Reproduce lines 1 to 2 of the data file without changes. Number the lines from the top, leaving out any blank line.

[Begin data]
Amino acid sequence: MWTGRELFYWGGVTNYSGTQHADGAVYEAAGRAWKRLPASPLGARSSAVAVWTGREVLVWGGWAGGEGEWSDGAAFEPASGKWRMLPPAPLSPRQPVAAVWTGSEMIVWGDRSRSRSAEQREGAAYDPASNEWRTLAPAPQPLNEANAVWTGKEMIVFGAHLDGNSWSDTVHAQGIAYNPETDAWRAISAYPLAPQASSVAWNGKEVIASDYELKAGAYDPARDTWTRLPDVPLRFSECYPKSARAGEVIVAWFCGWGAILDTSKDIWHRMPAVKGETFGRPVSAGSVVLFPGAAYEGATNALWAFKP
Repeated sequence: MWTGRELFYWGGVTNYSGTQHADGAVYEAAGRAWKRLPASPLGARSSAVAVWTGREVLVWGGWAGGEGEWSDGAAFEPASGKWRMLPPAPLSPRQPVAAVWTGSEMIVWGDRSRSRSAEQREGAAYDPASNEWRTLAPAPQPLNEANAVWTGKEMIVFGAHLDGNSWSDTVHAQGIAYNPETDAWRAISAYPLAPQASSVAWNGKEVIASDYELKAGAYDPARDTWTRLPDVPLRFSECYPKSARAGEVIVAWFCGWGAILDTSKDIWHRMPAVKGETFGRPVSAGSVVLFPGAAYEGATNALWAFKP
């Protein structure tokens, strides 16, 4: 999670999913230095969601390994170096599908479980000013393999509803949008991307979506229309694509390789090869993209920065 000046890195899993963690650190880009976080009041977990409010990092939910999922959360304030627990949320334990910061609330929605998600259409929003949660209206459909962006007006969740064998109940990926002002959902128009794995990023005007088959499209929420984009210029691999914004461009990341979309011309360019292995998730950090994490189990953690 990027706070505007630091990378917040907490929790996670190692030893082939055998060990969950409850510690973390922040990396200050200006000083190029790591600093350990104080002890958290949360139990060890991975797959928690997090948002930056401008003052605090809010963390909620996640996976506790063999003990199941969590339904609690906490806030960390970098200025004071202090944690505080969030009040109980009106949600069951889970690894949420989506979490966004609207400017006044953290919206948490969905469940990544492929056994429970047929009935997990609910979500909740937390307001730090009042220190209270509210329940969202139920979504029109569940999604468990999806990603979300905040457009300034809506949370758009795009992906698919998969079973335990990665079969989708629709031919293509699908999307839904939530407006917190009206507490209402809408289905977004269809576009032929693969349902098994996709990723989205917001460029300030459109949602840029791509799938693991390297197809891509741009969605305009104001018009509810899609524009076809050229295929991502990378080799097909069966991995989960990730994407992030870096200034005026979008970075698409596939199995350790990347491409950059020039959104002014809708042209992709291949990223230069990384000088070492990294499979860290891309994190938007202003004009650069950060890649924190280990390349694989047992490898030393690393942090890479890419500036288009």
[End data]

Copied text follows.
Amino acid sequence: MWTGRELFYWGGVTNYSGTQHADGAVYEAAGRAWKRLPASPLGARSSAVAVWTGREVLVWGGWAGGEGEWSDGAAFEPASGKWRMLPPAPLSPRQPVAAVWTGSEMIVWGDRSRSRSAEQREGAAYDPASNEWRTLAPAPQPLNEANAVWTGKEMIVFGAHLDGNSWSDTVHAQGIAYNPETDAWRAISAYPLAPQASSVAWNGKEVIASDYELKAGAYDPARDTWTRLPDVPLRFSECYPKSARAGEVIVAWFCGWGAILDTSKDIWHRMPAVKGETFGRPVSAGSVVLFPGAAYEGATNALWAFKP
Repeated sequence: MWTGRELFYWGGVTNYSGTQHADGAVYEAAGRAWKRLPASPLGARSSAVAVWTGREVLVWGGWAGGEGEWSDGAAFEPASGKWRMLPPAPLSPRQPVAAVWTGSEMIVWGDRSRSRSAEQREGAAYDPASNEWRTLAPAPQPLNEANAVWTGKEMIVFGAHLDGNSWSDTVHAQGIAYNPETDAWRAISAYPLAPQASSVAWNGKEVIASDYELKAGAYDPARDTWTRLPDVPLRFSECYPKSARAGEVIVAWFCGWGAILDTSKDIWHRMPAVKGETFGRPVSAGSVVLFPGAAYEGATNALWAFKP